The rest of the movie is consumed with the tale of atonement, or shall we say attempted do it yourself atonement. Bryony becomes a nurse during WWI, thinking she can work her sin off by good deeds. She attempts reconciliation with her sister, but this does not work. She attempts to wash her hands of the affair, but this does not work. She writes a clever novel in which there is a happier ending to the story than there was in real life, ‘to make amends’ ‘to make it better’ as she says, but alas, the sin is still not atoned for. Like Lady MacBeth trying to get the blood off her hands from a murder and crying out in the night ‘out out darn spot’, there is, and can be no self-atonement!
Let me be perfectly clear---neither good intentions, nor good efforts, nor good deeds can atone for sin—only repenting, turning to God who has atoned for sin in the death of his Son Jesus, and receiving forgiveness from Him can break the endless cycle of futile and fatal attempts at self-justification and self-atonement.
It is more than fitting that at the beginning of Lent we would repent, in reminder that at the end of Lent our means of forgiveness shows up in the person of Jesus, and through his atoning death on the cross. Only God in Christ can not merely forgive sins, but make the sinner whole. Only he has the grace which can change a sinner into a saint. So as we have the ashes imposed we remember or mortality and our immorality and realize that ‘tempus fugit’ and there is need that we get right with God before we go ‘gentle into that good night’ as Dylan Thomas put it.
In our text for this evening we have the story of the Pharisee and the tax collector, an appropriate story as April 15 is coming. The story is a story of contrasts between a pious Pharisee, who is no hypocrite, and a penitent tax collector, who knows he is a sinner. The problem with the Pharisee is not merely that he measures himself by comparing himself with other less moral human beings, thus not measuring himself by God’s absolute standard. The problem with the Pharisee is that he is a good pious person, whose piety is getting in the way of his repenting, as he thinks his relationship with God is just fine. The Pharisee knows his need for God and for repentance, and does not make a show of listing his many good deeds, as if to impress God. This word just in--- God is not easily impressed.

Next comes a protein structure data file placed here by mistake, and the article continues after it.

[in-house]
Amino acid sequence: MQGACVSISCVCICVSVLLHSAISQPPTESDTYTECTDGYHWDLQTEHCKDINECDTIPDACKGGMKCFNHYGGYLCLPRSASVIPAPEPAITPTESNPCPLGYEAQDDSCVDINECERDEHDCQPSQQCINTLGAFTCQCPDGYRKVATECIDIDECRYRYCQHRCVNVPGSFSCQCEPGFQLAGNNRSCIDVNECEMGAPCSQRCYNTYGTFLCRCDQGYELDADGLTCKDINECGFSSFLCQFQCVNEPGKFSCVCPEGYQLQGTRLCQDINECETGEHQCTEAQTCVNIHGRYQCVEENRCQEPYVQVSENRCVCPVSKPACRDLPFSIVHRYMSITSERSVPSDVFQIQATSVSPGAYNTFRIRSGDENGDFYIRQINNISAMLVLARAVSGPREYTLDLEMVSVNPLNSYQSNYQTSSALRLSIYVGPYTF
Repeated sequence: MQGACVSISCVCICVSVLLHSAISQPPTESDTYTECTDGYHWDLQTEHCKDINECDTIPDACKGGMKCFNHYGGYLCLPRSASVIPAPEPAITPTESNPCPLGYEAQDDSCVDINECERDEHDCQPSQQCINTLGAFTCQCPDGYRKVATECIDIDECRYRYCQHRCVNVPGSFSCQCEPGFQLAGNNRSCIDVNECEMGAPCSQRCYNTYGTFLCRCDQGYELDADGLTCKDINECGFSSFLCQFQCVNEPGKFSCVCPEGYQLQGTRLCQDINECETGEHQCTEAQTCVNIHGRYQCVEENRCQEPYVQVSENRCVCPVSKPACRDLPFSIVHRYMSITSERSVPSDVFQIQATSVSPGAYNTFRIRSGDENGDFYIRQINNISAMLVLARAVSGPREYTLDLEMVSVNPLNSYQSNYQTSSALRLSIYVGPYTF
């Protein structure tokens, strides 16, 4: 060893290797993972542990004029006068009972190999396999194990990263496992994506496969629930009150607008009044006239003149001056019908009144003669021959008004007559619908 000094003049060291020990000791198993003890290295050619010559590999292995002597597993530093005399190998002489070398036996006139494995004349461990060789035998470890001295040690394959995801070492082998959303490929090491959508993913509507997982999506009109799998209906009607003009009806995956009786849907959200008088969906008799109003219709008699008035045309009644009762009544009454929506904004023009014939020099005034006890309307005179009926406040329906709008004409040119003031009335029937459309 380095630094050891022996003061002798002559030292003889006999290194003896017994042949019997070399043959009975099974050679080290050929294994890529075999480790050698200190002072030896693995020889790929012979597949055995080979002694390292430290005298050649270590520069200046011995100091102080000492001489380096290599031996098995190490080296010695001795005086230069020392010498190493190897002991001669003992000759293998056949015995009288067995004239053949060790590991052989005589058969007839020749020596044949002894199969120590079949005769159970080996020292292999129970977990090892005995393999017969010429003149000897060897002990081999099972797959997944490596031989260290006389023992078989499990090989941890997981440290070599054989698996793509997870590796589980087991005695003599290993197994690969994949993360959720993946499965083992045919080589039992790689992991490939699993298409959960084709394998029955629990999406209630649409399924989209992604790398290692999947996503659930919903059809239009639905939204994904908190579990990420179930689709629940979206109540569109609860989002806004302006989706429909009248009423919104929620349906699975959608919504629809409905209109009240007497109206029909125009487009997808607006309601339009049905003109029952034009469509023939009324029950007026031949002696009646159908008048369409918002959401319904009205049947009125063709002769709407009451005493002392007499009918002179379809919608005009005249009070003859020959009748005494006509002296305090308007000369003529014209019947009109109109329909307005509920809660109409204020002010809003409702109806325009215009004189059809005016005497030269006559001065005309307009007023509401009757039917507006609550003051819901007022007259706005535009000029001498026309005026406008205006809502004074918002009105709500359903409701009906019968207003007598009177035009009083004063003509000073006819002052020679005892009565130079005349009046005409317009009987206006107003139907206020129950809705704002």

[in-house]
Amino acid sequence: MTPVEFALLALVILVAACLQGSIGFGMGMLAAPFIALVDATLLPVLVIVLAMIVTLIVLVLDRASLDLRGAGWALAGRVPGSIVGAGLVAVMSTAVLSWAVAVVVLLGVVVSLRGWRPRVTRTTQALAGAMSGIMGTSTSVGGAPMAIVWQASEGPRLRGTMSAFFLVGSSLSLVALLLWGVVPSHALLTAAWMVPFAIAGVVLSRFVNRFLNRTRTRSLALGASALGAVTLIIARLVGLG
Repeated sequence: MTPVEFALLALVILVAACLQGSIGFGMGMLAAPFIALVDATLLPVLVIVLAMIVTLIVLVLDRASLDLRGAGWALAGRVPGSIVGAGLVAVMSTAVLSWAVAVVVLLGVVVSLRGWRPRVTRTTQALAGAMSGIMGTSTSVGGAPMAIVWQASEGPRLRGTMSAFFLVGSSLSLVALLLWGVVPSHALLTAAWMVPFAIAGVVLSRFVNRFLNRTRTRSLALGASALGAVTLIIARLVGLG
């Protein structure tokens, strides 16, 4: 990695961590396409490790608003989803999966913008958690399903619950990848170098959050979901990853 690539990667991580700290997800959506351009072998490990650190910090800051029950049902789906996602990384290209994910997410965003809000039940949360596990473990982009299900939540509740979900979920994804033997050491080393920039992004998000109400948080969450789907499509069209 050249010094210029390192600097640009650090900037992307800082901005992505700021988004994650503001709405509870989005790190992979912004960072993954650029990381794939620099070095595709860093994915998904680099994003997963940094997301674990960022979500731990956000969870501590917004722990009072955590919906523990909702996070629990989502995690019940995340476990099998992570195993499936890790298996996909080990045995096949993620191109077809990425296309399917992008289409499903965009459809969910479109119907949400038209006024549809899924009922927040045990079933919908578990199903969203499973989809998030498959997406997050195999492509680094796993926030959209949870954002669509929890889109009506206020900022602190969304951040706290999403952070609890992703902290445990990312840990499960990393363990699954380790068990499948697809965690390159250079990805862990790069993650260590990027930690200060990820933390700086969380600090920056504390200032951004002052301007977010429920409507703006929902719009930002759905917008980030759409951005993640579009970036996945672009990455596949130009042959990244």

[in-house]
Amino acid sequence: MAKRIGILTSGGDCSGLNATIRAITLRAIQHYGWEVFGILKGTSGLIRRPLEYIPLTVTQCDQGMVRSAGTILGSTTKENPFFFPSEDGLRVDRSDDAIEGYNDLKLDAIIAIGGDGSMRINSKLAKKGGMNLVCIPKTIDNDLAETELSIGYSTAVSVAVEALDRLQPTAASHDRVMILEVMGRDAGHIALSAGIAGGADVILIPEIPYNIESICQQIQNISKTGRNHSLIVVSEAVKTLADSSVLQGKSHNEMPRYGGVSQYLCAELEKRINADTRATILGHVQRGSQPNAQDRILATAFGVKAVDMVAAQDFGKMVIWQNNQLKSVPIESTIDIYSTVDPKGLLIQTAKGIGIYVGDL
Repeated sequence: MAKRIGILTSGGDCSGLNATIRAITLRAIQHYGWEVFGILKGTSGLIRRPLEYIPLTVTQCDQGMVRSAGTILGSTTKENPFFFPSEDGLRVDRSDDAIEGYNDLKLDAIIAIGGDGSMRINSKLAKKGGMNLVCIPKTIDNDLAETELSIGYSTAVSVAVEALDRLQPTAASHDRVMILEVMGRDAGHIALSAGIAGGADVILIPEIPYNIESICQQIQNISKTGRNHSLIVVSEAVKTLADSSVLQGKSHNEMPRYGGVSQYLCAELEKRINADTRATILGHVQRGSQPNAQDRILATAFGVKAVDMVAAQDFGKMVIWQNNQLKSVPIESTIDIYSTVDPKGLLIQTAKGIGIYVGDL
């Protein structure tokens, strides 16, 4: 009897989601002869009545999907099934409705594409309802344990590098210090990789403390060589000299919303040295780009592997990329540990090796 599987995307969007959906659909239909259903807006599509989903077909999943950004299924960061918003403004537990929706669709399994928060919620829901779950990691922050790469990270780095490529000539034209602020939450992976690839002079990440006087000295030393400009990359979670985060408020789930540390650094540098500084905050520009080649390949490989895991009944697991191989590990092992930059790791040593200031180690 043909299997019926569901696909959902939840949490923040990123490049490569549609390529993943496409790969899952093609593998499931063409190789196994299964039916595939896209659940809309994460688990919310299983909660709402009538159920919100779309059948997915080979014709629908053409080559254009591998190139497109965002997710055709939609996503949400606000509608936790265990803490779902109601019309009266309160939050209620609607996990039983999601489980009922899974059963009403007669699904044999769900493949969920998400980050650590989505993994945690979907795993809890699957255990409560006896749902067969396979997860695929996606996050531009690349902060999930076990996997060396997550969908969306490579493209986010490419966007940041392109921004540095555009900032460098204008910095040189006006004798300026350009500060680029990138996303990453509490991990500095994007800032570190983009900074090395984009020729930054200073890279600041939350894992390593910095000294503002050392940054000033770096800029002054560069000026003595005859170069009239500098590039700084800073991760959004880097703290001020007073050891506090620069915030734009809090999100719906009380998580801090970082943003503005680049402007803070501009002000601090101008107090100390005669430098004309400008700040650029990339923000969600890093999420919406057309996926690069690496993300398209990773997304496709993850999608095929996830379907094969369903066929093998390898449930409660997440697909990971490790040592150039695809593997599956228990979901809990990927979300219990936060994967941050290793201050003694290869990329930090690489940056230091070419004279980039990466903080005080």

The tax collector, who knows he has defrauded many, and must come to God ‘just as I am without one plea’ throws himself on the mercy of God, and shows all the signs of true repentance. Notice the difference in the posture of the two men—one stands near to the altar with hands uplifted looking up to God, the other stands at a distance beats his breast and dares not look up into heaven, in remorse for sin, daring not to look into the face of the Almighty. One prays ‘I thank you God I am not like other people—evil doers.. or even this tax collector’ The other prays, ‘God have mercy on me a sinner’. One reminds God he fasts and prays more than required, the other comes without one plea to the throne of mercy and grace.
Jesus concludes the parable by informing us that it is not the former man, who is no hypocrite but thinks his piety has established his claim on God’s blessing and mercy, but rather the latter man who goes away set right or justified in the sight of God. True repentance and a turning around of life and behavior, leads to divine forgiveness from a merciful God. And the miracle is not merely reconciliation with God and forgiveness, but one begins to become either for the first time, or once more, one’s best self.
Today is the day to repent of your sins and be shriven and forgiven. Today is the day to confess you have sinned and fallen short of the glory of God, you have neglected to do things you ought to have done (sins of omission), and you have done things you ought not to have done (sins of commission). All of us, all of us, as Paul says have sinned and fallen short of God’s highest and best for us. Today is the day to repent and receive the Good News that in Christ you are both forgiven, and given a chance to be a new person, make a new start. Humble yourself in the sight of the Lord, and he will lift you up. And may I just add, for our nation as well, in the throws of a war, and on the cusp of a crucial national election, we as an American people need to get our house in order, and kneel once more before the throne of grace and receive mercy and forgiveness from Almighty God. Now is the appointed time and needed hour. AMEN